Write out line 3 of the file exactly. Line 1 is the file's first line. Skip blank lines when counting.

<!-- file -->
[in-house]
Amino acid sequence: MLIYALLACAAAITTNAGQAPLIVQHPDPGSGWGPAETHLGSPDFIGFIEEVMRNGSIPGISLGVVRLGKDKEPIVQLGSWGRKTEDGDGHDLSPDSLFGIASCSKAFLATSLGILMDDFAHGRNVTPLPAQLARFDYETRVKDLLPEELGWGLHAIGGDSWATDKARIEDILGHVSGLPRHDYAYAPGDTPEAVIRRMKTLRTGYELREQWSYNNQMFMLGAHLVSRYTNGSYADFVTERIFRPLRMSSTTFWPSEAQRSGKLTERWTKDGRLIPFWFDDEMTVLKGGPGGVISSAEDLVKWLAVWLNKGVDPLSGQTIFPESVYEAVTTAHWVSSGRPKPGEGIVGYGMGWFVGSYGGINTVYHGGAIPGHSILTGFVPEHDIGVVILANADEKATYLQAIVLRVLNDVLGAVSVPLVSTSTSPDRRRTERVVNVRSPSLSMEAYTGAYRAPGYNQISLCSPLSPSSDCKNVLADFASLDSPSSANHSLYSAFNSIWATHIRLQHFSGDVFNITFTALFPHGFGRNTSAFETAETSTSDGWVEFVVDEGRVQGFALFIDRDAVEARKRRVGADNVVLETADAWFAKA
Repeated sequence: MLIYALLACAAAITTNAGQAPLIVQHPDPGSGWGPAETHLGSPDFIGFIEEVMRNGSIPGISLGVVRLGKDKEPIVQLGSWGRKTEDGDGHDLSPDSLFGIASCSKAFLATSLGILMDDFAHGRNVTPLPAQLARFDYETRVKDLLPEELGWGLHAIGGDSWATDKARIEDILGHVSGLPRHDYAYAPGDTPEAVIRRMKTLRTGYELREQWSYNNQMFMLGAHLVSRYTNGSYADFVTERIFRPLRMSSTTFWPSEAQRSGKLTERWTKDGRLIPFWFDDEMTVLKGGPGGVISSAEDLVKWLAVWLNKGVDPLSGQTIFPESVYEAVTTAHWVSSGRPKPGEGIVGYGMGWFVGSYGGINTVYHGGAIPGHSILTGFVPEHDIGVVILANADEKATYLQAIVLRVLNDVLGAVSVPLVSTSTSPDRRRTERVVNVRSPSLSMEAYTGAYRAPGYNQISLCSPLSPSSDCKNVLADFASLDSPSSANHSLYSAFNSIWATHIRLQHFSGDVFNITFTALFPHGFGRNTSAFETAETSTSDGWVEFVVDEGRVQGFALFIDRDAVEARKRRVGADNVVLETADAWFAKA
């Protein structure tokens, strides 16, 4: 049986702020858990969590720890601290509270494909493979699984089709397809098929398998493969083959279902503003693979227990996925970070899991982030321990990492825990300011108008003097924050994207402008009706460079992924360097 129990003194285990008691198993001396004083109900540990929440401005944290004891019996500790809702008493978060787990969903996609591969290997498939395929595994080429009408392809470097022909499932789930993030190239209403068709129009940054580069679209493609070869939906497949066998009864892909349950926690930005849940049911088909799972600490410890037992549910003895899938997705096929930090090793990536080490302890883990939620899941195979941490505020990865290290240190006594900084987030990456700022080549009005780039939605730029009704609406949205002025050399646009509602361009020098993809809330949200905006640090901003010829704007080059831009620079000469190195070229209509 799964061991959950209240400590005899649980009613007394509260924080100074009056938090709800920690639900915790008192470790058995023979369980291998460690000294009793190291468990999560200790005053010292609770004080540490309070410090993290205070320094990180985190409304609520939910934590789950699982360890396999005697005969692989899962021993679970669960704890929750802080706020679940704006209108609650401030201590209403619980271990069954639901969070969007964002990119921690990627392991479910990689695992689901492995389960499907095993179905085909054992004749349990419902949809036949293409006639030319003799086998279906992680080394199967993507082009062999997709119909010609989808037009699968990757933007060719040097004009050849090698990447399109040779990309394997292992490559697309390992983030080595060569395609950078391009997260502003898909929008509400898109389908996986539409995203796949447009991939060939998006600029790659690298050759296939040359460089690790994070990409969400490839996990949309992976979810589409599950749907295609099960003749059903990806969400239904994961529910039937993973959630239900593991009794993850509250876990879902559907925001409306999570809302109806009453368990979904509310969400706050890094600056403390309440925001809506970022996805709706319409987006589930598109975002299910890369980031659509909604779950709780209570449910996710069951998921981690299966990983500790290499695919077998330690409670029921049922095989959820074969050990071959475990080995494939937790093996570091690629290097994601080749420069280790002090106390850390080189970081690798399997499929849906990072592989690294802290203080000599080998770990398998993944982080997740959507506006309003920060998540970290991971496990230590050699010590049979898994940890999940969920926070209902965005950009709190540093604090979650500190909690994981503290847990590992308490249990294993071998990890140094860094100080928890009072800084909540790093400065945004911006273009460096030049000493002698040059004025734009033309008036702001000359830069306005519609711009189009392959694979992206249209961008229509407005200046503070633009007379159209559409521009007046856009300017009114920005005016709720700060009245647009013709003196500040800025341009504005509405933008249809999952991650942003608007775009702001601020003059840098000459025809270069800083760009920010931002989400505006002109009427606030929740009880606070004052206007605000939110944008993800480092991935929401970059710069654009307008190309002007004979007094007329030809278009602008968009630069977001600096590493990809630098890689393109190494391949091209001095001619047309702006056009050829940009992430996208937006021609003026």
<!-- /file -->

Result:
Repeated sequence: MLIYALLACAAAITTNAGQAPLIVQHPDPGSGWGPAETHLGSPDFIGFIEEVMRNGSIPGISLGVVRLGKDKEPIVQLGSWGRKTEDGDGHDLSPDSLFGIASCSKAFLATSLGILMDDFAHGRNVTPLPAQLARFDYETRVKDLLPEELGWGLHAIGGDSWATDKARIEDILGHVSGLPRHDYAYAPGDTPEAVIRRMKTLRTGYELREQWSYNNQMFMLGAHLVSRYTNGSYADFVTERIFRPLRMSSTTFWPSEAQRSGKLTERWTKDGRLIPFWFDDEMTVLKGGPGGVISSAEDLVKWLAVWLNKGVDPLSGQTIFPESVYEAVTTAHWVSSGRPKPGEGIVGYGMGWFVGSYGGINTVYHGGAIPGHSILTGFVPEHDIGVVILANADEKATYLQAIVLRVLNDVLGAVSVPLVSTSTSPDRRRTERVVNVRSPSLSMEAYTGAYRAPGYNQISLCSPLSPSSDCKNVLADFASLDSPSSANHSLYSAFNSIWATHIRLQHFSGDVFNITFTALFPHGFGRNTSAFETAETSTSDGWVEFVVDEGRVQGFALFIDRDAVEARKRRVGADNVVLETADAWFAKA